Sea Shepherd works on behalf of sea animals, including sharks. According to Sea Shepherd, more than 100 million sharks are killed annually, many for their fins to make shark fin soup; and it isn’t pretty. Once their fins are removed, the live animals are thrown back in the ocean, where they sink to the bottom and die slowly or get eaten by other predators. The Sea Shepherd site notes, “Over 8,000 tons of shark fins are processed each year. The fins only amount to 4% of a shark’s bodyweight. This means that some 200,000 tons of shark are thrown back into the sea and discarded.”

Like most creatures on this planet, sharks have their place. As an essential part of the marine ecosystem, they keep food webs in balance, keep prey populations healthy, and keep sea grass beds and other vital habitats healthy, for starters.

Not to mention that sharks just get a bad rap, and why? There have been an average of six deaths per year over the past decade, a remarkably low number given the billions of human-hours spent in the water annually

Meanwhile, the golf course actually brings more to genuinely fear in the form of lightning strikes and other random ways to die. “It’s actually more dangerous to play golf than it is to go swimming in the ocean with sharks,” says Watson.

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Greenland shark may be the longest living vertebrate at 512 years old (Video)

We humans have an unnerving tendency to rashly believe that we are at the pinnacle of all natural things. We also like to believe that we’re a long-lived species, but the truth of the matter is, there are tubeworms out there that live longer than us. Now scientists believe they may have found the longest-living vertebrate on Earth: Greenland sharks which could live to be as ancient as 512 years old.

In a study published in Science, an international team of researchers detail how they developed a technique to determine the age of these sharks (also known as gurry sharks, or grey sharks), who live in the cold waters of the North Atlantic and Arctic Ocean. Surprisingly, scientists haven’t had a reliable way to find out how old these creatures were, until recently.

That’s because Greenland sharks (Somniosus microcephalus) — which can grow up to 24 feet (7 meters) long — are considered “soft sharks,” and have none of the biological markers that scientists might use to find out the age in other shark species, such as calcified vertebrae.

Instead, the team used radiocarbon dating to measure carbon isotopes absorbed by the eye tissue of a group of 28 Greenland sharks, in addition to making estimates based on their size. Greenland sharks are a slow-growing species, increasing in size by 1 centimetre (0.39 inches) a year. So with the largest shark of the study group, measuring 5.4 metres (18 feet) long, the team estimates that it could be anywhere between 272 and 512 years old — with an error margin of about 120 years. Says Julius Nielsen, a marine biologist and Ph.D. student who was part of the research team:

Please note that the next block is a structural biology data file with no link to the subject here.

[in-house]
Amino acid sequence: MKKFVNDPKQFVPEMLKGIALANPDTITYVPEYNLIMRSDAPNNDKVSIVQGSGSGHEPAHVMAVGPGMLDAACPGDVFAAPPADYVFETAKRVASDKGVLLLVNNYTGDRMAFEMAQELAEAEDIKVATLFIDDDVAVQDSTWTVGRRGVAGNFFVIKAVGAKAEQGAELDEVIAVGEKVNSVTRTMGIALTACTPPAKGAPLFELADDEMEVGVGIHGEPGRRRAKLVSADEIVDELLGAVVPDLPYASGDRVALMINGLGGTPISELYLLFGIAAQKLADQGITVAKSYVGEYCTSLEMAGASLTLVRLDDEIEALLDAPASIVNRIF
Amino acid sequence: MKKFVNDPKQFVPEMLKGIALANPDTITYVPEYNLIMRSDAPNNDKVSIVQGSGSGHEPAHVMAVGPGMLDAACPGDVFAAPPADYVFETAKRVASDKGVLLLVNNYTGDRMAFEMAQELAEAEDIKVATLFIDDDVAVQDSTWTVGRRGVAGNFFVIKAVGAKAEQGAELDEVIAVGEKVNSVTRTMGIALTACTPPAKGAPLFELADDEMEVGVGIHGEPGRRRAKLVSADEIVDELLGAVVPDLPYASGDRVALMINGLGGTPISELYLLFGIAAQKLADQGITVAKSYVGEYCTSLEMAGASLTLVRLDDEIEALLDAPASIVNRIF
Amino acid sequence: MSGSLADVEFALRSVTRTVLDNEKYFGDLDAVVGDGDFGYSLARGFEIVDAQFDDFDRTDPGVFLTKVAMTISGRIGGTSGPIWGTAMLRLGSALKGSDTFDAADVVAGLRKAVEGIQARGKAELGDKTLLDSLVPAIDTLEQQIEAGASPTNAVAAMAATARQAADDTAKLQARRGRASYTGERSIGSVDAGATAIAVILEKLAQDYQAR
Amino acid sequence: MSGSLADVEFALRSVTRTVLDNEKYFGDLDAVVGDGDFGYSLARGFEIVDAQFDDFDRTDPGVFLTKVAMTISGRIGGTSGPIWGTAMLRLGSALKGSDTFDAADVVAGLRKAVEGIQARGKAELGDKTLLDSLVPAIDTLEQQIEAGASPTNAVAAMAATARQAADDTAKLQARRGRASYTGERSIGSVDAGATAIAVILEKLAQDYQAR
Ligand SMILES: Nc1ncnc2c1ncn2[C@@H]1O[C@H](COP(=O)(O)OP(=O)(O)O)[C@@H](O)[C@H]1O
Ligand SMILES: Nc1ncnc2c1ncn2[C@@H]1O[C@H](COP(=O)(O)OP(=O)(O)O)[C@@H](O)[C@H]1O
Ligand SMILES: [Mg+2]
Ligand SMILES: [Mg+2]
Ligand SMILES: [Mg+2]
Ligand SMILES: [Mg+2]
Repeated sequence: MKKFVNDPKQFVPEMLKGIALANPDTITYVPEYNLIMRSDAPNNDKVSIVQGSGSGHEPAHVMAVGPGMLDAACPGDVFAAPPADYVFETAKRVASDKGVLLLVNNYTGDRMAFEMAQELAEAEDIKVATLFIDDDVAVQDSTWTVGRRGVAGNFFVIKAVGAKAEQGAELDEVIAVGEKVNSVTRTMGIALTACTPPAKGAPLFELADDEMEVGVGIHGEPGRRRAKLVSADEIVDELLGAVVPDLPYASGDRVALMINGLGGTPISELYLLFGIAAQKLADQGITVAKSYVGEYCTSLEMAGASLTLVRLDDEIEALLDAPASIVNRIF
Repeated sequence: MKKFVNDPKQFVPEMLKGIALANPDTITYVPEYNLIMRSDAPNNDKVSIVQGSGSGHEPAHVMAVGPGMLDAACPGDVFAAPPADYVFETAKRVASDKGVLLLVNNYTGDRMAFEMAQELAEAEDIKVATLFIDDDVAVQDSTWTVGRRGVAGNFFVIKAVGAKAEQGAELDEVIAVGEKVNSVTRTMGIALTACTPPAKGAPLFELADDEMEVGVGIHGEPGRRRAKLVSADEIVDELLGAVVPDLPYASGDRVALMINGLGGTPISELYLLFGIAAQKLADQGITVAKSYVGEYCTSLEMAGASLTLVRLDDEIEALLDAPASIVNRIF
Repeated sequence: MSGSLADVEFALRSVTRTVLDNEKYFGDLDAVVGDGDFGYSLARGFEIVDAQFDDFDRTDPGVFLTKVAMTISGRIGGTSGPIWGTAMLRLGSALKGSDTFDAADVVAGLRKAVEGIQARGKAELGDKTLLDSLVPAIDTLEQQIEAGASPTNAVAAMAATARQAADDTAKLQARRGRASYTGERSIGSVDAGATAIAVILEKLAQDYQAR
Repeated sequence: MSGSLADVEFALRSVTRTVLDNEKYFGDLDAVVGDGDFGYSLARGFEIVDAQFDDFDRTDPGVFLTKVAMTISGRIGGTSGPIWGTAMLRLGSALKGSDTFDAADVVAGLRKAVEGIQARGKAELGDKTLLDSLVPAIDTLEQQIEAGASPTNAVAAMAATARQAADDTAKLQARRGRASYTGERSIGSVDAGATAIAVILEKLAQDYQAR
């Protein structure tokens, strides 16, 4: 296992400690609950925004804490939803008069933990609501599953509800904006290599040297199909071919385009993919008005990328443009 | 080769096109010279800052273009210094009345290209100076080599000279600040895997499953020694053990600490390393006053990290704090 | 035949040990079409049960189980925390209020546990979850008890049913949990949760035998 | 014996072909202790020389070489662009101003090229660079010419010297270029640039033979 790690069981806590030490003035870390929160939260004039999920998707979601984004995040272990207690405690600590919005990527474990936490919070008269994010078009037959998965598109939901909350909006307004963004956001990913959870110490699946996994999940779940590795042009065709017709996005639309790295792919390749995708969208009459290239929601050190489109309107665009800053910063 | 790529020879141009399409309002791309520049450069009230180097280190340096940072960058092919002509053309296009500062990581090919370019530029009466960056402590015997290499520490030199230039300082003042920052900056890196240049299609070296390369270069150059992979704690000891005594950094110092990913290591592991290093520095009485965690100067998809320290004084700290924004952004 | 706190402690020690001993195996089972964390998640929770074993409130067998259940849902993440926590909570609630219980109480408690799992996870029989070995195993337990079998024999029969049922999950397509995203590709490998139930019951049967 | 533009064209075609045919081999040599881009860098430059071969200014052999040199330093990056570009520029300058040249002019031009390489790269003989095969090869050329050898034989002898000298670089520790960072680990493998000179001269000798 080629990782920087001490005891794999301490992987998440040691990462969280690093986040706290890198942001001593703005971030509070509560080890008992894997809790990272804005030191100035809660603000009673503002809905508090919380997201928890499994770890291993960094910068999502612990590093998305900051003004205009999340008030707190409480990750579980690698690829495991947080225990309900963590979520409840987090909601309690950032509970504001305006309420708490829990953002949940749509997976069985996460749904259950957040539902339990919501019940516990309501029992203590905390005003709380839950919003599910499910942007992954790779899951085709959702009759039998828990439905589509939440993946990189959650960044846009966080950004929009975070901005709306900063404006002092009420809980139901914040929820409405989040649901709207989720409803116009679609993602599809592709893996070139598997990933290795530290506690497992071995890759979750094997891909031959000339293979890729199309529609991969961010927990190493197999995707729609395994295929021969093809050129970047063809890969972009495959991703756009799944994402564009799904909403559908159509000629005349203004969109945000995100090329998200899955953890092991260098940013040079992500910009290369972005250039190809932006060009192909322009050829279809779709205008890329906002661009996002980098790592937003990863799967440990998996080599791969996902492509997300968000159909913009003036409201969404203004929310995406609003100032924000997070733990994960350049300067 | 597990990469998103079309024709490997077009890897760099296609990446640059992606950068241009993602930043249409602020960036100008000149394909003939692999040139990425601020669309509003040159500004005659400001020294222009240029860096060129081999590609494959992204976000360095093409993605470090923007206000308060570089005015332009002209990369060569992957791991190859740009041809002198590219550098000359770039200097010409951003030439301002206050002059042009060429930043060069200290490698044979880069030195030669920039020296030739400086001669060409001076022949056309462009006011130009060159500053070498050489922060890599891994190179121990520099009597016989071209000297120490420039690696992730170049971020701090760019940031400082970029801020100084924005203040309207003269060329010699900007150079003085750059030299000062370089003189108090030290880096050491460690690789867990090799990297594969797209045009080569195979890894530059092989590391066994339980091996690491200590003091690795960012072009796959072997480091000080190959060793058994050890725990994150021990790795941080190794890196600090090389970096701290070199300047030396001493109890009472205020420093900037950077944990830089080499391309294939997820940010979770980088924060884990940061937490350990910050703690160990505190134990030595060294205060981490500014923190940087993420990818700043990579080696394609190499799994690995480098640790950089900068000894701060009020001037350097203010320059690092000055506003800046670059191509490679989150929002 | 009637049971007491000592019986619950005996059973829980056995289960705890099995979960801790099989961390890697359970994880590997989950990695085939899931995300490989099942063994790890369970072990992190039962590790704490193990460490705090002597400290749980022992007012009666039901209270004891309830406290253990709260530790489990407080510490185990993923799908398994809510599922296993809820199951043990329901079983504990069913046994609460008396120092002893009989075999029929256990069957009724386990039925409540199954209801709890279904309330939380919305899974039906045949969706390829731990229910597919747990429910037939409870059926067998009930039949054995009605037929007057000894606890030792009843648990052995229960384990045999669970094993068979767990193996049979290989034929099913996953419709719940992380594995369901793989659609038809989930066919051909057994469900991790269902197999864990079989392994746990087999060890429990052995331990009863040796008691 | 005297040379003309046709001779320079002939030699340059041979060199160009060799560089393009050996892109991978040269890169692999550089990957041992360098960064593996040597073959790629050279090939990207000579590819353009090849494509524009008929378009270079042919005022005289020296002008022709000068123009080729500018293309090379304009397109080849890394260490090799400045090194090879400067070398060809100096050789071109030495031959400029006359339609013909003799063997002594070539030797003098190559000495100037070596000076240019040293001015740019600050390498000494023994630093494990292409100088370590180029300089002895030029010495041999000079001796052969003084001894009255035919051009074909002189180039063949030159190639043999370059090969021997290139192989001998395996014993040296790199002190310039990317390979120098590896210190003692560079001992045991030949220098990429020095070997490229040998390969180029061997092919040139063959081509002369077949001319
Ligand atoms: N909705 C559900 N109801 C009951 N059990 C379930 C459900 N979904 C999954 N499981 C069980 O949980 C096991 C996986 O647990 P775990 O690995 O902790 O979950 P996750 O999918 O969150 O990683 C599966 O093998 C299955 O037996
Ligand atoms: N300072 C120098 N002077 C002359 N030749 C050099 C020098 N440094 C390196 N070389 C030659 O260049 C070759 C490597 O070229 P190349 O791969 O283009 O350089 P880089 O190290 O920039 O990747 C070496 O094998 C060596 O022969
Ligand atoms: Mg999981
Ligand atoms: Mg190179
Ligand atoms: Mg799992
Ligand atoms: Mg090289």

It’s important to keep in mind there’s some uncertainty with this estimate. But even the lowest part of the age range—at least 272 years—still makes Greenland sharks the longest-living vertebrate known to science.

Julius Nielsen© Julius Nielsen

It’s not totally clear why Greenland sharks live for so long. Other scientists postulate that it may be in their genes, or it could be the fact that they live in relatively cold temperatures and have a slow metabolism. While we might not know yet why these mysterious marine creatures are blessed with such long lives, these scientists are hoping that its newfound fame as one of Earth’s longest-living vertebrates will boost conservation efforts to protect it and its habitat. More over at International Business Times and Science.

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‘Aliens’ of the deep? Horrifying shark with extending jaws caught off Taiwan (PHOTO)

The glowing black creatures have peculiar extending jaws and needle-shaped teeth, but little is known about the rarely-seen shark.

The five specimens were caught at a depth of 350 metres during a routine survey of the fish species in the Taitung area, the Taiwan Fisheries Research Institute said in a statement. Only one was alive when it was pulled from the water. Researchers submerged it with the hope of carrying out further study, but it died within 24 hours of its capture.

The sharks ranged in length from 25 to 30cm. The most prominent feature of the luminescent shark is its needle-like teeth, described as “snake-like fangs” by the research body.

“The upper and lower jaws can be extended forward with prehensile canals to prey on prey,” the institute said, explaining how the creature snatches its dinner of bony fish and crustaceans. This strange approach to eating is similar to that of the goblin shark – a rare species of deep sea shark with a distinctive snout.

READ MORE: Disturbing faceless fish hauled from ‘the most unexplored environment on Earth’ (PHOTO)

The viper dogfish was first caught in 1986 and has only been spotted a handful times since, leadings experts to believe that only a small population exists.

The International Union for the Conservation of Nature lists the viper dogfish as “data deficient” due to the lack of information on the species.

The deep water sharks are small in size, with the largest recorded specimen coming in at 54 centimeters long. Despite its deadly sounding name, the viper shark poses no threat to humans.